The classical music world was dominated last week with the news of the death of the legendary soprano Dame Elisabeth Schwarzkopf at the age of ninety.
Tonight’s Prom was dedicated to her memory – appropriately enough, because at its centre was the song cycle with which she was perhaps most associated, Richard Strauss’ Four Last Songs.
Schwarzkopf’s recording of the songs with the Hungarian conductor George Szell remains one of the two or three definitive renditions of the work on record, thanks to the singer’s feel for the words and extraordinarily beautiful tone.
More than anything, though, Schwarzkopf brought to the music an incredible poignancy a resignation about death that was slightly lacking from this performance by the Finnish soprano Soile Isokoski.
Isokoski has all the vocal beauty that the work needs, and she points most of the words nicely enough (though I detected occasional slips of vowel and consonant sounds). But she has neither the power nor the reserves for her voice to carry above the lavish Strauss orchestrations. One cannot imagine Kirsten Flagstad, who gave the world premiere of the songs at the Royal Albert Hall in 1950, sinking beneath the sound of the orchestra in Im Abendrot as Isokoski did.
Frühling showed security of tone in the upper register on the words ‘Wie ein Wunder’, for instance but the tempo was perhaps excessively urgent, for which Sakari Oramo (leading the Finnish Radio Symphony Orchestra) must take some responsibility. By contrast, September was too indulgent, the strings going over the top in volume and the tempo too slow. The flutes and clarinet contributed notable solos in the second stanza, however, and the horn solo was one of the evening’s highlights. Isokoski also coped rather well with the low tessitura of the final stanza of this Lied.
However, Beim Schlafengehen was a huge disappointment. That feeling of desolation and heartbreak that characterised Isokoski’s magnificent portrayal of the Countess in Le nozze di Figaro at Covent Garden recently was utterly lacking in this rushed account. The violin solo after the second stanza should make the entire audience weep, but this performance didn’t come close. Isokoski made the words ‘Um im Zauberkreis der Nacht (‘In the magic sphere of night’) fairly intense, but there was none of the magic that the words indicate (and even the horns let out one dud note here).
To start the evening, we heard Sibelius’ brief but fiendishly difficult The Oceanides. It’s one of the composer’s most subtle works, and here Oramo and his orchestra found great delicacy in the instrumentation. The timpani rolls at the beginning were gentle and considered; the contrapuntal string lines were played with great care; the horn was excellent and the clarinet solo was yearning. Perhaps one lacked a sense of the swell of the sea, but as an opening, this was more than efficient.
For me, the climax of the evening was Béla Bartók’s Concerto for Orchestra. It’s about time that we did more to celebrate the composer’s 125th anniversary, and programming this late masterwork was an ideal way of doing so. A commission from Serge Koussevitzky at the suggestion of the violinist Joseph Szigeti and the conductor Fritz Reiner, the ‘concerto’ is in five movements though as the programme note tells us, the piece has far more symphonic dimensions than a pastiche of the baroque concerto grosso would.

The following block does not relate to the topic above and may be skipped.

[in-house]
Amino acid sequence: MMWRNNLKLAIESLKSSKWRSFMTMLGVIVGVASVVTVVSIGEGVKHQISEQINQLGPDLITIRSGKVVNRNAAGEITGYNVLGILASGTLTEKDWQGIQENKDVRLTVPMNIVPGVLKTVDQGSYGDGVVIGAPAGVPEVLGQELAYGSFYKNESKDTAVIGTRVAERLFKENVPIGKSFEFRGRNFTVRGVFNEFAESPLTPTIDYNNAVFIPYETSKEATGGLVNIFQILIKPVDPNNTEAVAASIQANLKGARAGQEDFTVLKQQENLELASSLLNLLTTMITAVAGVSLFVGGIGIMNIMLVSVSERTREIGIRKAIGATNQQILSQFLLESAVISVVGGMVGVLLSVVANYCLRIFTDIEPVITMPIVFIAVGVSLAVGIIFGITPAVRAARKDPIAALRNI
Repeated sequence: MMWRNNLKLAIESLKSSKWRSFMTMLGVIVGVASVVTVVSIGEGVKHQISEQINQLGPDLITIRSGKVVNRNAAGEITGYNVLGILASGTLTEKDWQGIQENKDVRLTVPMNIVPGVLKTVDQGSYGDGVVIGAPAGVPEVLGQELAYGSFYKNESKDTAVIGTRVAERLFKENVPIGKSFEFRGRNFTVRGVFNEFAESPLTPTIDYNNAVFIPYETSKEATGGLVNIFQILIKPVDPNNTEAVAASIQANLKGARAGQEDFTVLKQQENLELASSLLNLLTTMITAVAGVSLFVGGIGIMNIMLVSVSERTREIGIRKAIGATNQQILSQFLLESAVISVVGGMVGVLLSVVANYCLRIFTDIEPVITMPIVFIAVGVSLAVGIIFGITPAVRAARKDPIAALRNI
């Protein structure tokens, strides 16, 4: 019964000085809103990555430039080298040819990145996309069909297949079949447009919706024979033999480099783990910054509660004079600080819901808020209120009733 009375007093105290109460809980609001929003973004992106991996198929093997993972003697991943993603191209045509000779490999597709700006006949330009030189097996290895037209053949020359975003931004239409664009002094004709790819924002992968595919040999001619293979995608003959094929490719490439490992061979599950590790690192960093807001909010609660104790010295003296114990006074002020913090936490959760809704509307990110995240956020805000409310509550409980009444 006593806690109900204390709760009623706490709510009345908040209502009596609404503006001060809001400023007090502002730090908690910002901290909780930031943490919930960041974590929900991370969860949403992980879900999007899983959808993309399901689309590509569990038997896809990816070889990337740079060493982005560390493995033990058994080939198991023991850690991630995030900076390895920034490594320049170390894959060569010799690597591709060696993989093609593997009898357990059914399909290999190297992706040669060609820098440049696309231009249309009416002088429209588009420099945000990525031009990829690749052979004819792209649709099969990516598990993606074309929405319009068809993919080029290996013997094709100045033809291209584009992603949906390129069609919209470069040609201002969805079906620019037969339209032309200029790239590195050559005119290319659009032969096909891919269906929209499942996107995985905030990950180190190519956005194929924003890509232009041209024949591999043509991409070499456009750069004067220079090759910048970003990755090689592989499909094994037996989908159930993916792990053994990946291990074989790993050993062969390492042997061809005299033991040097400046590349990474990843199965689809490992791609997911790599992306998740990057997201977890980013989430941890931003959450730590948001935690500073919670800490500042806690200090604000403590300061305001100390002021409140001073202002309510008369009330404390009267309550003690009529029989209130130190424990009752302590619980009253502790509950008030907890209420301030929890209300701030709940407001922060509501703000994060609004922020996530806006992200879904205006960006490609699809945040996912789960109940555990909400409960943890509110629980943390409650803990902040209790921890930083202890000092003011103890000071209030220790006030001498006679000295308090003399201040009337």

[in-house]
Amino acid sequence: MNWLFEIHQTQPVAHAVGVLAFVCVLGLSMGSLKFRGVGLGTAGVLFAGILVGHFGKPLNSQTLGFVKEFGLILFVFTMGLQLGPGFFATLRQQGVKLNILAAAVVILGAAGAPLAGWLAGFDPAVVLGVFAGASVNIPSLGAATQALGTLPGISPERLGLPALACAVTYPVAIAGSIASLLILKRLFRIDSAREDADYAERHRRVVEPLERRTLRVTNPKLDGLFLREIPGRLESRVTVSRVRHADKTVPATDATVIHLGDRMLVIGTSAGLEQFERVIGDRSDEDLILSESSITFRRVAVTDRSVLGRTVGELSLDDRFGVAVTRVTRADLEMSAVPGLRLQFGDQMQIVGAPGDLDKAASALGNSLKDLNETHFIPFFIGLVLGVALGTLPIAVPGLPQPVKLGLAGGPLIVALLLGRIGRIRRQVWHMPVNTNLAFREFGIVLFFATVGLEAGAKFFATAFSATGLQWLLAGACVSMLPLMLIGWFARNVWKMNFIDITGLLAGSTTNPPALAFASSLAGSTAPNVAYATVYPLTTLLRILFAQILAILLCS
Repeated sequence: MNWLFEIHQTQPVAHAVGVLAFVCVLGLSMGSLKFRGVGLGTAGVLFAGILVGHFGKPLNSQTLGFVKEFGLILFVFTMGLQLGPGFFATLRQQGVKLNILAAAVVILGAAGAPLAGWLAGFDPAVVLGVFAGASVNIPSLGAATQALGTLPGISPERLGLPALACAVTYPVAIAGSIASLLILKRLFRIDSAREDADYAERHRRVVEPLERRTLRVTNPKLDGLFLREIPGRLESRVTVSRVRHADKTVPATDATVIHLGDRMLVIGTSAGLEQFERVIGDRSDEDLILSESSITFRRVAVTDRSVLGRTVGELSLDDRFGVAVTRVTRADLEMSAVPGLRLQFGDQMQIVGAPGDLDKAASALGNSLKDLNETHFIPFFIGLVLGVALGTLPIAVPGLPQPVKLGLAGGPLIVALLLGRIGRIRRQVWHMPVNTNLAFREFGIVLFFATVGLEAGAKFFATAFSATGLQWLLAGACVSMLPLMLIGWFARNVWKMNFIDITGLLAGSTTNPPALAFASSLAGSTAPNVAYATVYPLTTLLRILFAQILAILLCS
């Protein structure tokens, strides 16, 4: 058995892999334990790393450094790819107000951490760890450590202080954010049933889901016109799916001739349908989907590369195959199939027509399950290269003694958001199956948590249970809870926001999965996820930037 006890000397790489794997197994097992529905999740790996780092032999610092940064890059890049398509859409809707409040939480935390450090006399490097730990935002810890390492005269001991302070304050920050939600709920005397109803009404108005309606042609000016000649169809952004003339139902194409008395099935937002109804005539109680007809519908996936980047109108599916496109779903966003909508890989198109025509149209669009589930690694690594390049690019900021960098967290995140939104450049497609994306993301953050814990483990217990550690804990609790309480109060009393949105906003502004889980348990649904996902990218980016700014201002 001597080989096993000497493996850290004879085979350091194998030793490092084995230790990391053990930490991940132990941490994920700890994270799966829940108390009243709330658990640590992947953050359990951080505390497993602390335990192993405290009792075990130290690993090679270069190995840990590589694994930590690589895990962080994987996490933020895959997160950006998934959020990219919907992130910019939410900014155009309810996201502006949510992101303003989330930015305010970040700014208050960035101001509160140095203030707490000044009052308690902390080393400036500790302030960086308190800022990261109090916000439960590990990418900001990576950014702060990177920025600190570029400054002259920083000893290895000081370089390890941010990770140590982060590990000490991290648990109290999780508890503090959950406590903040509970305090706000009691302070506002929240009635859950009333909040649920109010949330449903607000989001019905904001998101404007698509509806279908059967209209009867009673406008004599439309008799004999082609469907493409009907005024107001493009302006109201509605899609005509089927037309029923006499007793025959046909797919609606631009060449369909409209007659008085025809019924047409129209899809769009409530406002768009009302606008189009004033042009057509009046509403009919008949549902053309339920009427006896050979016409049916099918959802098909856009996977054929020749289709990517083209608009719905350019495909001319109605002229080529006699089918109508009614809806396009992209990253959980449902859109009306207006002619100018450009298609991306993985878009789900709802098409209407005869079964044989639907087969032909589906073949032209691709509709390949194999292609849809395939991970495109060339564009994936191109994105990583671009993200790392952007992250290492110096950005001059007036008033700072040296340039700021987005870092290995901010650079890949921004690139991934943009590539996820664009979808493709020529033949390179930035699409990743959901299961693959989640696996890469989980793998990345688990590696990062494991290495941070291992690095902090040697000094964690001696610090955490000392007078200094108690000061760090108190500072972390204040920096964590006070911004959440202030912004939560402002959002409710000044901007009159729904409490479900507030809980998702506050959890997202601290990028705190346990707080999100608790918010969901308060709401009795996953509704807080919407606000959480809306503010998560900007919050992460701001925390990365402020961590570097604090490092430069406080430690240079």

Oramo led the orchestra in an undeniably exciting rendition from first to last. The string section of this Finnish orchestra is wonderfully dextrous, negotiating this hefty piece with great flair. The first movement started atmospherically, with the low strings playing a quiet theme following by mutterings from the flute and trumpet. Then the violins launched into their manic main section, echoed by the winds, with the clarinettist particularly standing out. The canonic stretto for the brass was blazingly played.
The second movement is an extraordinary piece of music. Entitled Game of the Pairs, it is a chain of dances for pairs of instruments at set intervals. We have bassoons in sixths, oboes in thirds, and clarinets in sevenths (the latter were particularly good here). The trumpet duo was especially good, playing with mutes in major seconds. Then the brass chorale was warmly done, and I noticed the string section accompanying with especial sensitivity at this point.
Tempo choices were still a problem in the Bartók, and the supposed slow movement the Elegia – was anything but slow. The strings emerged too rapidly, the woodwind solos came and went quickly, and it was impressive that the horn player managed to keep up at this speed. As with the Strauss, the performance was polished but lacking the heartbreak.
Similarly, the quotation of Shostakovich’s Seventh Symphony in the fourth movement was done with an excessively fast tempo; had the programme note not mentioned the fact, I would not have noticed the citation. Yet, the players were so virtuosic that it scarcely mattered on one level, and the final two movements were both so thrillingly done that any questions of taste and interpretation went by the board.
This was a very fine concert of music by three important twentieth-century composers; Oramo and his orchestra did themselves proud with their technical abilities, which seem to have few limits.